POSTED: 10 May 2006 - 8:00am

Recommendations to slow chaotic development

by Juan Wilson on 10 May 2006

Over two years ago we wrote:
"Life on Kauai is being destroyed by traffic and over development... Building Highways Does Not Fix Traffic Jams" [see [Traffic Suggestions].

It can be added that "Fixing Traffic Problems Does Not Fix Over Development"
Development on Kauai is out of control. It is not happening in a way that is either sustainable or desirable.

Some prefer to use the term "self-sustainability", others the term "carrying capacity". Both point to a novel idea for Americans: an economy not based on growth - but a balance between people, resources and the health of the environment: something the Hawaiians called “pono”. An economy on an isolated island is a good place to build a model of "self sustainability". Obviously, on a larger scale, all people are on an isolated Island Earth.

It follows that any economy based on sustained growth and an expanding population is doomed to self destruction by overuse of resources and/or destruction of its environment. It is time we stop defining ourselves as "consumers" and start thinking of ourselves as "sustainers".

Back in the fall of 2004 began a process to update our Comprehensive Zoning Ordinance (CZO). At that time our mayor said...

"All CZO issues come down to growth issues. It's about keeping rural lifestyles and characteristics with a growing population."

Here is the source of many problems. Our planning and zoning should be designed to achieve and maintain a desirable population and level of development... not just accommodate growth as a necessity.

I suggest that the County Council immediately fund an updating of our General Plan. The underlying philosophy of that update should include the goal of identifying and and achieving a desirable population and build-out of Kauai with two important principles in mind.

• One: we will need to provide for ourselves for the bulk of the food and energy we need in the future.

• Two: we will need to rely on economic activity other than the tourism industry as a basis for economic health.

The updating of the CZO should be put on hold until the General Plan is updated. Moreover, the updated General Plan should have implementation strategies built into it and should become the binding control on development... not just an amorphous guide that is widely ignored.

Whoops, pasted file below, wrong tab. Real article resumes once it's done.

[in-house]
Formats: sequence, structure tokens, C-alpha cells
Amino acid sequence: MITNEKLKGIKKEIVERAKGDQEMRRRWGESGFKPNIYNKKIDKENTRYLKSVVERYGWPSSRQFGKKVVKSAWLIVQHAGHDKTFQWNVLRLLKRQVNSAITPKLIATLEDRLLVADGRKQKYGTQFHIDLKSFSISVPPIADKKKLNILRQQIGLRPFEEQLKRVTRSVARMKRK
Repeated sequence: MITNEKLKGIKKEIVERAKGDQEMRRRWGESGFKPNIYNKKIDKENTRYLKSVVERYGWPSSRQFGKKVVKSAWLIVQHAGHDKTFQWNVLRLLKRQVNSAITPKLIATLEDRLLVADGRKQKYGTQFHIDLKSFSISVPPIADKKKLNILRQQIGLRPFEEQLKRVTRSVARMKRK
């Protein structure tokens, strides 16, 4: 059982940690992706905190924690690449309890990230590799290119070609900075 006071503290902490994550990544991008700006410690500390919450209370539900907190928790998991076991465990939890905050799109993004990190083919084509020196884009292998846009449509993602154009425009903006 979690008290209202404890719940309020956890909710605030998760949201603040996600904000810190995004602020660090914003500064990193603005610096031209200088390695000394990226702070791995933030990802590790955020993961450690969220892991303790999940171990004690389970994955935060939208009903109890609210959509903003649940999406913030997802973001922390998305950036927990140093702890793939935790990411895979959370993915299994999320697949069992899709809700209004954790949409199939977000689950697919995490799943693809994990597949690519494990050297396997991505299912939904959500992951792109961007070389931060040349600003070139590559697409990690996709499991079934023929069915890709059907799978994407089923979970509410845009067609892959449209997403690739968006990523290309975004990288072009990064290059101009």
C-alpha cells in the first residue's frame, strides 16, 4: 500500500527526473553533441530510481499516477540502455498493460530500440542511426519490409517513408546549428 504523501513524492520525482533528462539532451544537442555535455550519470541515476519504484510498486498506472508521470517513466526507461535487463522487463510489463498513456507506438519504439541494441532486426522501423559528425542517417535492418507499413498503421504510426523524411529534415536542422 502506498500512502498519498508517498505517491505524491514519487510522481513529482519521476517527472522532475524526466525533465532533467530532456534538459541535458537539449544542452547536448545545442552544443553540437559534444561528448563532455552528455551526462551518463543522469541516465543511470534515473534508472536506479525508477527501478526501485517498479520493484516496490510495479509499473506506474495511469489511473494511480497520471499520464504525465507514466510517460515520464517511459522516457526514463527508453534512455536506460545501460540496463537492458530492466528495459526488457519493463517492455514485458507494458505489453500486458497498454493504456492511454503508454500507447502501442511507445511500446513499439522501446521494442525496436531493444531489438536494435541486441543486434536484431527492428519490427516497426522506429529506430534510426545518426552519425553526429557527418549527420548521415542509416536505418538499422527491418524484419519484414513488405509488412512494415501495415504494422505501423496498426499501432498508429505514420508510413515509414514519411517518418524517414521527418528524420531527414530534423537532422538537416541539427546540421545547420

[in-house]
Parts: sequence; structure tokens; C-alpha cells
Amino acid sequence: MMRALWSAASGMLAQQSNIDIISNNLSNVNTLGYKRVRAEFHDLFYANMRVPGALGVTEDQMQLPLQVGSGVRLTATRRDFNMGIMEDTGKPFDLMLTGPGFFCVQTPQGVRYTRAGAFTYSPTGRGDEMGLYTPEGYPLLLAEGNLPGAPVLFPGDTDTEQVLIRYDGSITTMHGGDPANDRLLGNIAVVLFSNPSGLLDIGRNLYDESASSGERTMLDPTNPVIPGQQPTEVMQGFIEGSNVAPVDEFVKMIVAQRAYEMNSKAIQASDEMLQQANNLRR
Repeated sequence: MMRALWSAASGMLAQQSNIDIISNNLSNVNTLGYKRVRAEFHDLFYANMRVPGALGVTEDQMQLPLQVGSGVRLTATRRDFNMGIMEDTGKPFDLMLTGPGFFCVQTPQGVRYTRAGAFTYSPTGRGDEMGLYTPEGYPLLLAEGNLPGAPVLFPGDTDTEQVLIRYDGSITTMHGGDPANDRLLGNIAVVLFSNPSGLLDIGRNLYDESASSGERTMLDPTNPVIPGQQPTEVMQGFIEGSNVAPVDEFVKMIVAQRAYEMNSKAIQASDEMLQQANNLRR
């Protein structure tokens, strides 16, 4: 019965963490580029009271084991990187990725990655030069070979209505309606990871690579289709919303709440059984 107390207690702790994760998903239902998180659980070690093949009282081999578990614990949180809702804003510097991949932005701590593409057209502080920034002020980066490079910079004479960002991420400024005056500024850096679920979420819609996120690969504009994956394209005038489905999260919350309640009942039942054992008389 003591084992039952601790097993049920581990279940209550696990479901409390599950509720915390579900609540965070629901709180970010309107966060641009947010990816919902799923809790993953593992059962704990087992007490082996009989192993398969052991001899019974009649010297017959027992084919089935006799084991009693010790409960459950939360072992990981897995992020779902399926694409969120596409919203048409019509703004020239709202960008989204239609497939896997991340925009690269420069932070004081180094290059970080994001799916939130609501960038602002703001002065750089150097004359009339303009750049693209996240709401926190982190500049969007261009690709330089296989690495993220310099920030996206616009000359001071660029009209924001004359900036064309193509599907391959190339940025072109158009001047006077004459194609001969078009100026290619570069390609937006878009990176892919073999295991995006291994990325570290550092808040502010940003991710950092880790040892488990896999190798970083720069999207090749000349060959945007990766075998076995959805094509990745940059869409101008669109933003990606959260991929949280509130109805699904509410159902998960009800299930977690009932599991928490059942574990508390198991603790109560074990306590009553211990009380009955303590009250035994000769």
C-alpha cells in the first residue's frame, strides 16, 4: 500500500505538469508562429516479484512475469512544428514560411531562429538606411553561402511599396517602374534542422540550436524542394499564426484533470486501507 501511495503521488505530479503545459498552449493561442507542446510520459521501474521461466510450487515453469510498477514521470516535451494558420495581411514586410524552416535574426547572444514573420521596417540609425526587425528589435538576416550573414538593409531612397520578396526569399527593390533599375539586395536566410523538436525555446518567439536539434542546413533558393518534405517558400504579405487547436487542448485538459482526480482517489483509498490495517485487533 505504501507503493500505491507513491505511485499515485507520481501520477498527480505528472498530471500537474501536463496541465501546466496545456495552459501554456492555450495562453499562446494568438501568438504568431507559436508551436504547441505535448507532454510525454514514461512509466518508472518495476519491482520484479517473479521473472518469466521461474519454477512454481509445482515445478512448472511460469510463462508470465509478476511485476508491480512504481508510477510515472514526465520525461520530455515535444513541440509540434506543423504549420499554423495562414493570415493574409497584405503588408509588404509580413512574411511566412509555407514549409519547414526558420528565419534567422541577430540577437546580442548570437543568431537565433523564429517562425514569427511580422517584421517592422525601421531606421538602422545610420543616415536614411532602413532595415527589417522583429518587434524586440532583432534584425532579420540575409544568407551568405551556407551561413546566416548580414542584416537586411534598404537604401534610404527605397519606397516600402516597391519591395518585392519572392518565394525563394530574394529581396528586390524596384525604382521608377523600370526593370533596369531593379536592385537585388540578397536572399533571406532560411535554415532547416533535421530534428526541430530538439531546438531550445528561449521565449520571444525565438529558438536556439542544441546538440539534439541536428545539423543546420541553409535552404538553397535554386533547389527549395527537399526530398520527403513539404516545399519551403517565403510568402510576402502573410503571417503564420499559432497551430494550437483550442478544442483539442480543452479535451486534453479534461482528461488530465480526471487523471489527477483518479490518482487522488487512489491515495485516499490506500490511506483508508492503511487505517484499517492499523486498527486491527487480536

Once the General Plan update is begun there are several steps short of a building moratorium that can be implemented to get things under control.

1) The Planning Commission should deny all Zoning Variances that increase density or intensity of use.

2) There should be no Zoning designation upgrades allowed;
e.g. Open Space changed to Residential

3) The current General Plan should be strictly adhered to;
e.g. no Resort Development outside of designated areas

4) The State Special Management Area requirements being supported by the County;
e.g. Require and enforce SMA permit requirements

5) The County should not allow "after the fact" permits without severe penalties

6) The Planning Department should deny all Additional Dwelling Unit (ADU) permits to units not attached to the primary residence;
e.g. ADU's should again be attached ohanas for family members

7) The County Council should allow the ADU provision for Rural districts to expire, thus cutting out a de facto 1/4 acre residential zoning.

8)There should be a 100% ban on Agricultural subdivisions for residential use

We don't think these ideas are extreme, and most are really just a matter of enforcing existing guidelines and ordinances. This is just a partial list, and we welcome more ideas on this subject, so please think about it and send us your thoughts.

Some would say that these suggestions sound draconian and that applying them would wreck the economy here. Some individuals respond that being against "growth" in the economy is un-American.

My view is that Kauai is already "overbuilt" for an economy with $5 plus a gallon gasoline. We'll have lots of empty time-shares and hotel rooms when a barrel of oil costs $200.

We won't see time-share owners jetting across the Pacific for a week in paradise when they can take a bus to the barrier beaches of South Carolina. Times are changing and we won't have tourism, as we see it today. As a result we will have plenty of housing available for the middle class and lower income families when those visitor accomodations stand empty and the housing bubble bursts. What we won’t have is fuel and food.


see also:
Island Breath: Traffic Suggestions
Island Breath: Koloa Moratorium
Island Breath: A&B Southside Plans

Island Breath: Comprehensive Zoning
Island Breath: Poipu Over Development
Island Breath: More on the Way